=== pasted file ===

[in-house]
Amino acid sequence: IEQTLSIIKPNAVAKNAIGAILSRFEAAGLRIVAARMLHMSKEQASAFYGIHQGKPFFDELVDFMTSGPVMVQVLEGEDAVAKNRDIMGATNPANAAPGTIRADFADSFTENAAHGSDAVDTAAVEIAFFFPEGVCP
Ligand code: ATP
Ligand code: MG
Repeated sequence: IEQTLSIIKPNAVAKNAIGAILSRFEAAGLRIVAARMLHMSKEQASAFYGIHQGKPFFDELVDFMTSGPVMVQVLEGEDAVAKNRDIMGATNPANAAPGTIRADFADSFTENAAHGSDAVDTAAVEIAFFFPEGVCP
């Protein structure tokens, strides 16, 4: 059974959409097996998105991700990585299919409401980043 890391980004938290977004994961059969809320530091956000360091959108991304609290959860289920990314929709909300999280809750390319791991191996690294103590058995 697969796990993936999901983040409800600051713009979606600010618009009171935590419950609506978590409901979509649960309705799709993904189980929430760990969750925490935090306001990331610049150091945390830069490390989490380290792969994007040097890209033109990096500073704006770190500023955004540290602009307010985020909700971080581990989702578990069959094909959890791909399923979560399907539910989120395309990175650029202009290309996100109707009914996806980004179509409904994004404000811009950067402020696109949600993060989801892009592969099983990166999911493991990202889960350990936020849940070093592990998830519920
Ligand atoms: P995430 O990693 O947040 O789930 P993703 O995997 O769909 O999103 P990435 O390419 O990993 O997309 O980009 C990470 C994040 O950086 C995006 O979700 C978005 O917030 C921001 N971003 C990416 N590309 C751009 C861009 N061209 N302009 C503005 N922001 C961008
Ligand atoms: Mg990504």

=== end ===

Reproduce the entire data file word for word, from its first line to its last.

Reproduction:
[in-house]
Amino acid sequence: IEQTLSIIKPNAVAKNAIGAILSRFEAAGLRIVAARMLHMSKEQASAFYGIHQGKPFFDELVDFMTSGPVMVQVLEGEDAVAKNRDIMGATNPANAAPGTIRADFADSFTENAAHGSDAVDTAAVEIAFFFPEGVCP
Ligand code: ATP
Ligand code: MG
Repeated sequence: IEQTLSIIKPNAVAKNAIGAILSRFEAAGLRIVAARMLHMSKEQASAFYGIHQGKPFFDELVDFMTSGPVMVQVLEGEDAVAKNRDIMGATNPANAAPGTIRADFADSFTENAAHGSDAVDTAAVEIAFFFPEGVCP
């Protein structure tokens, strides 16, 4: 059974959409097996998105991700990585299919409401980043 890391980004938290977004994961059969809320530091956000360091959108991304609290959860289920990314929709909300999280809750390319791991191996690294103590058995 697969796990993936999901983040409800600051713009979606600010618009009171935590419950609506978590409901979509649960309705799709993904189980929430760990969750925490935090306001990331610049150091945390830069490390989490380290792969994007040097890209033109990096500073704006770190500023955004540290602009307010985020909700971080581990989702578990069959094909959890791909399923979560399907539910989120395309990175650029202009290309996100109707009914996806980004179509409904994004404000811009950067402020696109949600993060989801892009592969099983990166999911493991990202889960350990936020849940070093592990998830519920
Ligand atoms: P995430 O990693 O947040 O789930 P993703 O995997 O769909 O999103 P990435 O390419 O990993 O997309 O980009 C990470 C994040 O950086 C995006 O979700 C978005 O917030 C921001 N971003 C990416 N590309 C751009 C861009 N061209 N302009 C503005 N922001 C961008
Ligand atoms: Mg990504």